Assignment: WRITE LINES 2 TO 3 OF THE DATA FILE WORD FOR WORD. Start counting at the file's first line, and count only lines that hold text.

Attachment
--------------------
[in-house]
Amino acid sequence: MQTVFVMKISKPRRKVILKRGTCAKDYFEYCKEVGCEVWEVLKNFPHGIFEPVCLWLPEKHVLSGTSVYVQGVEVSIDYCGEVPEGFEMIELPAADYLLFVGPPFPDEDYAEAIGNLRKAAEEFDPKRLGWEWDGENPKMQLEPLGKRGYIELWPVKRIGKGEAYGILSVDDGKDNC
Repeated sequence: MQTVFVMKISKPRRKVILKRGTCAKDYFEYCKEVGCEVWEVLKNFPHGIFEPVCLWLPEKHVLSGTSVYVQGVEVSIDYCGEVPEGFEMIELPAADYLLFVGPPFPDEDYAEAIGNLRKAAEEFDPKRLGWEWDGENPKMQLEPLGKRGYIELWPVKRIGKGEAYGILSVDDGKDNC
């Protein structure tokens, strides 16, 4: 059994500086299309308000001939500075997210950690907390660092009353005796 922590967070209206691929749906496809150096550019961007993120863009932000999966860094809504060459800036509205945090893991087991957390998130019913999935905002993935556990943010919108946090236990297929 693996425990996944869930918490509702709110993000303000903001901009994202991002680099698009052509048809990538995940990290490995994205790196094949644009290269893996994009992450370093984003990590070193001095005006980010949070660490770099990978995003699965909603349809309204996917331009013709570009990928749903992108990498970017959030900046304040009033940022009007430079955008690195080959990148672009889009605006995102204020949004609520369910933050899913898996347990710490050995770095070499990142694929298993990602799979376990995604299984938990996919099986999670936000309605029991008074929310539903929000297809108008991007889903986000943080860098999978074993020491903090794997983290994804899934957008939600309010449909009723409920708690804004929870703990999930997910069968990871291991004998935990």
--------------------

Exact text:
Amino acid sequence: MQTVFVMKISKPRRKVILKRGTCAKDYFEYCKEVGCEVWEVLKNFPHGIFEPVCLWLPEKHVLSGTSVYVQGVEVSIDYCGEVPEGFEMIELPAADYLLFVGPPFPDEDYAEAIGNLRKAAEEFDPKRLGWEWDGENPKMQLEPLGKRGYIELWPVKRIGKGEAYGILSVDDGKDNC
Repeated sequence: MQTVFVMKISKPRRKVILKRGTCAKDYFEYCKEVGCEVWEVLKNFPHGIFEPVCLWLPEKHVLSGTSVYVQGVEVSIDYCGEVPEGFEMIELPAADYLLFVGPPFPDEDYAEAIGNLRKAAEEFDPKRLGWEWDGENPKMQLEPLGKRGYIELWPVKRIGKGEAYGILSVDDGKDNC